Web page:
Time, Editor's Pick

Four Breakthrough Watches Thanks to their Equally Progressive CEOs

 

Many a time when we look at the iconic watches of today, we recognise the brand behind it without knowing who gave the design visions and strategy. This not only applies to watches but in fact to other products such as cars, architects or even gadgets just to name a few. Here are a few names who rubber stamped some of the most iconic watches that were released this decade.

Pictured Above: TAG Heuer — TAG Heuer Carrera Heuer 02T Nanograph

2014 was a difficult year for TAG Heuer as its CEO stepped down after taking office in June 2013. Jean-Claude Biver, head of LVMH’s watch business was appointed interim CEO to steady the rocking ship. A few months later at BaselWorld 2015, Jean-Claude Biver presented the new TAG Heuer Carrera Heuer 01 which spots a radically different look to its predecessor. It featured a skeletonised dial that revealed the inner workings of the in-house movement. A year on, the TAG Heuer Carrera Heuer 02 was launched, featuring a chronograph and a flying tourbillon based on the Heuer 01 design. Both watches proved to be a massive hit from the numerous iterations that soon followed such as the TAG Heuer Carrera Heuer 02T Nanograph released this year.

Omega — Omega Speedmaster “Speedy Tuesday”

CEO of Omega, Raynald Aeschlimann can be credited for many good works Omega has achieved such as introducing its five-year warranty program in 2018. However, it was the release of the Omega Speedmaster “Speedy Tuesday” in January 2017 that ensured Speedmaster-mania kept burning. #SpeedyTuesday was adopted throughout the world by Speedmaster enthusiasts when it was founded in 2012 by Robert-Jan Broer, celebrating the many editions of the Omega Speedmaster on the second day of the week.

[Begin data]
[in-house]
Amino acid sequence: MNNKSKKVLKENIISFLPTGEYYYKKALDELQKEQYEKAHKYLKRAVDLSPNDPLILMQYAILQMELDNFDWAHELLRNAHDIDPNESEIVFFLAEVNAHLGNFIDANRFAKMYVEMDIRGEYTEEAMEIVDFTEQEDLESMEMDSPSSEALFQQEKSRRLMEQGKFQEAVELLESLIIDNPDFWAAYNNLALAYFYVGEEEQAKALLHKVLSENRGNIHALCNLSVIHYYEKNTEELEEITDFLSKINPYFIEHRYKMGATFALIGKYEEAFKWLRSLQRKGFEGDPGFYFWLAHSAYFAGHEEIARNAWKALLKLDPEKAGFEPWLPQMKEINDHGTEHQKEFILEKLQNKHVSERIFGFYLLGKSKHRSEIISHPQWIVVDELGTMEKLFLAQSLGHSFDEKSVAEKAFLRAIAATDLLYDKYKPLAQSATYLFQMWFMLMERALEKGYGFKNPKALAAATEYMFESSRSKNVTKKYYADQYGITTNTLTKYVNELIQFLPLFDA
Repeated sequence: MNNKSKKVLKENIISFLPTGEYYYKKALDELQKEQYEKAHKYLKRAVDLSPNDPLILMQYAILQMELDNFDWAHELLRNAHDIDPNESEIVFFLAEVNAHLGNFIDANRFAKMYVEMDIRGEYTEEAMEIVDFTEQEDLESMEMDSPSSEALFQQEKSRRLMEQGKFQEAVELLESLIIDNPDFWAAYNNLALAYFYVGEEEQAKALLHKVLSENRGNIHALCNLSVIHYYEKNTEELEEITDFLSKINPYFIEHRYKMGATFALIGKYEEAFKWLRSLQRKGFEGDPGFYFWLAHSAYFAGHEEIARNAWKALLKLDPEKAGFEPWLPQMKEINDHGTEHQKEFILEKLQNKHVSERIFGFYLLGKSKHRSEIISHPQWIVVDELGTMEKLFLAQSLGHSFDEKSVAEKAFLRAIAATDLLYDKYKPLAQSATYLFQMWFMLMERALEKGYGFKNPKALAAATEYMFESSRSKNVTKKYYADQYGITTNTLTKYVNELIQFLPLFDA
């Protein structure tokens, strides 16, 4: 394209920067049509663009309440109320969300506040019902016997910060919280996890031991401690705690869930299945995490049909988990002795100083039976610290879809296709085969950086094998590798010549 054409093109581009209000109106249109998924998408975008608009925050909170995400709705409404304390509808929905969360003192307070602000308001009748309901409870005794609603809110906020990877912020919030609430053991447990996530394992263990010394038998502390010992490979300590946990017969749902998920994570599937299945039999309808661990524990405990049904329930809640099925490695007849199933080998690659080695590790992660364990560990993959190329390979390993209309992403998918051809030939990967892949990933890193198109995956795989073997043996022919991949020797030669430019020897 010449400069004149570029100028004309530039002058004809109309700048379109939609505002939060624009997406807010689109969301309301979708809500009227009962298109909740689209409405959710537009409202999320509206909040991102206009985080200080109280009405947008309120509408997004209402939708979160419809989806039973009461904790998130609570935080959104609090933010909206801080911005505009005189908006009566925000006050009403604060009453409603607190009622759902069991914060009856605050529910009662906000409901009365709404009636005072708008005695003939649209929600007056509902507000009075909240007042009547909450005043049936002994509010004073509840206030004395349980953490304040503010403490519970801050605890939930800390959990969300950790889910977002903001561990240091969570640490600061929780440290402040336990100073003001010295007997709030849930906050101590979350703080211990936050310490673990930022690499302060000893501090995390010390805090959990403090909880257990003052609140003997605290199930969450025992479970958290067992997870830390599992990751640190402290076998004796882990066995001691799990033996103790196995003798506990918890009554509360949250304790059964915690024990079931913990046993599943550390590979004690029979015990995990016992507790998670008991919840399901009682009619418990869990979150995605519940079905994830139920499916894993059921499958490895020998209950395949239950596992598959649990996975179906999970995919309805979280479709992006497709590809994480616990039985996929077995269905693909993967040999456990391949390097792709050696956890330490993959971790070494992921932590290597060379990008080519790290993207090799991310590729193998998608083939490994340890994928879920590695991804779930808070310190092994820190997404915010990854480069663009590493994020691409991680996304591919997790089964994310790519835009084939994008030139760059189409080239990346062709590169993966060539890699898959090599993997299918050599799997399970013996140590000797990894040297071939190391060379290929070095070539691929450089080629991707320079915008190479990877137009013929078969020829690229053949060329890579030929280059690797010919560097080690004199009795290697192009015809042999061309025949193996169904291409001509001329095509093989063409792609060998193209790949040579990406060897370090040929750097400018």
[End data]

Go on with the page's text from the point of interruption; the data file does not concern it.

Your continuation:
Omega jumped on the opportunity and released the Omega Speedmaster “Speedy Tuesday” available exclusively online. After its resounding success, Omega launched a second edition of the Omega Speedmaster “Speedy Tuesday” dubbed the Ultraman. The two releases kept traction as Omega gradually build up to celebrate the 50th anniversary of the Omega Speedmaster Moonwatch this year.

Zenith — Zenith Defy El Primero 21

For a brand which has a rich heritage in watchmaking, fixing something that was not broken was not on the mind of Julien Tornare when he took over the reins of Zenith. Instead, his plan was to continue building on the heritage of the legendary El Primero calibre, which led to the release of the calibre El Primero 9004 housed inside the Zenith Defy El Primero 21. The El Primero 9004 added a layer of complexity to the mechanism, enabling the automatic chronograph to record 1/100th of a second thanks to is ultra-high beat mechanism. It is a breakthrough not only for the Swiss watchmaker but for the watch industry as mechanical chronograph watches couldn’t reach these dizzying heights of timekeeping in the past.

Tudor — Tudor Black Bay Heritage

At a time when Tudor was languishing in the shadows of its illustrious big brother, forgotten by the watchmaking world, CEO of Tudor Philippe Peverelli decided to take the dire situation by the scruff of its neck and developed the Tudor Black Bay Heritage. The vintage inspired dive watch turned out to be a masterstroke as it was the most talked about watch during its presentation at BaselWorld 2012. Since then, the Tudor Black Bay has spawned several iterations over the years, becoming one of the most sought after watches in the process. Peverelli left Tudor in 2016, having joined in 2009 but his legacy is forever solidified thanks to the Black Bay.